The USU chapter of Engineers Without Borders began working in 2009 with La Salitrera, Mexico. The small community faces many challenges including the need for a clean dependable water source. Students from USU have traveled to La Salitrera about once a year to improve these conditions. During these trips they have:
- Installed biosand filters for water filtration
- Analyzed the water distribution system
- Signed a memorandum of understanding with the local Water Committee
- Coordinated repairs for a water tank level indication system
- Educated locals on solar cooking & clean water
The Mexico Team returned to La Salitrera in Spring 2016 to assess the effectiveness of the biosand filters and to continue educating the town on proper use and maintenance of the filters.
To learn more about how Team Mexico has influenced the community of La Salitrera, check out their past projects.
Team Mexico was recently featured in an article on GlobalSpec. Check it out here.
Fall 2017 Meeting times
Team Mexico meets Tuesdays at 5:30 pm in ENLAB 201.
About La Salitrera
La Salitrera is a small agricultural community of about twenty families located in rural central Mexico northwest of Mexico City. Though small, it has a long history, dating back 200 years to when it was settled in connection with neighboring plantations. Most of the buildings in the community are constructed of brick and mortar.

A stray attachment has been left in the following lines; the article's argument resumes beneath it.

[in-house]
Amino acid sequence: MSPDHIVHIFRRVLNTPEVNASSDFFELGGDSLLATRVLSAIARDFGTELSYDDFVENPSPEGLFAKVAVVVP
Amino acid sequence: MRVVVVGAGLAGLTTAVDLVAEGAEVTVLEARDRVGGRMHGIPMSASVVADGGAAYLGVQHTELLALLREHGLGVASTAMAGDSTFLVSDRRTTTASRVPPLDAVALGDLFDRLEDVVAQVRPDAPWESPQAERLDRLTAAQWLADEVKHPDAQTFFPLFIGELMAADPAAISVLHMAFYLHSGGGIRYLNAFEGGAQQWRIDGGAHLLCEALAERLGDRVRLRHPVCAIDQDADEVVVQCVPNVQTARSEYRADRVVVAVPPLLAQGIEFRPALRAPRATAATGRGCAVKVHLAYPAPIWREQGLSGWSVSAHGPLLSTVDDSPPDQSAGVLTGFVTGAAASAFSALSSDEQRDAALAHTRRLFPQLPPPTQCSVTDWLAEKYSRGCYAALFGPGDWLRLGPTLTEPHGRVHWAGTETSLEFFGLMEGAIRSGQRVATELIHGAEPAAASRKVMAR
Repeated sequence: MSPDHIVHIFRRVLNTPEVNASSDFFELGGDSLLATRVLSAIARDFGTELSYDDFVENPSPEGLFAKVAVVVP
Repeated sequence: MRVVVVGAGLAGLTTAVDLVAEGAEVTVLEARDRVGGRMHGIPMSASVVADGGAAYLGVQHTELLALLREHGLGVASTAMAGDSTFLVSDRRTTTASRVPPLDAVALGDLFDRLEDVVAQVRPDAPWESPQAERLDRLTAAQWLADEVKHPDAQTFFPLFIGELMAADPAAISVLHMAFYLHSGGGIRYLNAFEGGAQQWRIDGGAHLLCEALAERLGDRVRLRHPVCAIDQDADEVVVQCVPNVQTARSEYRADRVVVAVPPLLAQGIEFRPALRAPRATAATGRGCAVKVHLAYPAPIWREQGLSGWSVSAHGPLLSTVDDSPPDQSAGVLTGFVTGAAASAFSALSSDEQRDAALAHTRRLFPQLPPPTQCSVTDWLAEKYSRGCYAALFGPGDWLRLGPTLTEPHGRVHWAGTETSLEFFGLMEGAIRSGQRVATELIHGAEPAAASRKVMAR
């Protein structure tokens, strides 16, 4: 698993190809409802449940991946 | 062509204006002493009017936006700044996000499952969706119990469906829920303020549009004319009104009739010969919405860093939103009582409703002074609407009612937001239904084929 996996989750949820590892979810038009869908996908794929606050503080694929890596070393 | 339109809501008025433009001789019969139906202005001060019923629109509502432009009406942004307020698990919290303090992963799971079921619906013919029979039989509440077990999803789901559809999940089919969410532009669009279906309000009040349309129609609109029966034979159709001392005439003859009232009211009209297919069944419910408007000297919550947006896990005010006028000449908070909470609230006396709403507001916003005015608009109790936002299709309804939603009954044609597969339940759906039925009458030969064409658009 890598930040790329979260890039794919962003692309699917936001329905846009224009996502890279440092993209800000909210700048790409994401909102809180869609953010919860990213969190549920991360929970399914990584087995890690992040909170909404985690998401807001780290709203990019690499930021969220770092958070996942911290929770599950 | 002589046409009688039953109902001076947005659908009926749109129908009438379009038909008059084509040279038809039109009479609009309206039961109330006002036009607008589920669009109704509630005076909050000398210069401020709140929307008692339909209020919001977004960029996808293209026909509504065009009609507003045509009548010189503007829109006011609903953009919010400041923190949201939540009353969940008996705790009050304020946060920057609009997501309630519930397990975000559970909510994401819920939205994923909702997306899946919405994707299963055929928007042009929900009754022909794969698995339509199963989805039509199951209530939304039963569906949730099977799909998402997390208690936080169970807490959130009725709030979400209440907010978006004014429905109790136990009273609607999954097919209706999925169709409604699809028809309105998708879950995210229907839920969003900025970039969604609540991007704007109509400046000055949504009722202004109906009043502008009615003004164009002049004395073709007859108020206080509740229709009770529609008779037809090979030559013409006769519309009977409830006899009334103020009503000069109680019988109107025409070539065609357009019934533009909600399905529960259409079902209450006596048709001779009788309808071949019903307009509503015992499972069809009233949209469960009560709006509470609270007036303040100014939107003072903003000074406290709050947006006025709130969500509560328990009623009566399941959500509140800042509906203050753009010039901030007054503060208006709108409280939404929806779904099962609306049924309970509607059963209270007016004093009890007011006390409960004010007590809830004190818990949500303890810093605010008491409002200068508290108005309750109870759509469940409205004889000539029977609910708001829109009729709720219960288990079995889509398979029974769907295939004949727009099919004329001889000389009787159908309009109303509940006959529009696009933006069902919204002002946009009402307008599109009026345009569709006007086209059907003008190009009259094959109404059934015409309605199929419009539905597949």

La Salitrera has a few water sources, primarily supplied by a river that runs through the village. However, the river and the wells go dry during winter months. The main year round water source for the community is a 200 meter deep groundwater well two miles west of the town, managed by a Water Committee. La Salitrera usually receives water from the well every third day, but they have gone without water for extended periods of time.
Not only does La Salitrera lack a constant, clean water source, but there are also high levels of arsenic in their water. The World Health Organization (WHO) recommended limit for arsenic is 10 ppb, but water from nine different taps in the water distribution system show that La Salitrera uses water measured over 20 ppb.
The cisterns, in which the families store their water, are also contaminated with pathogens, making sanitation a concern as well. Many families don't have a latrine for personal use and have to use public latrines or designated spots in nearby fields. The community is interested in self-sustaining water filters to prevent illness due to arsenic and pathogens.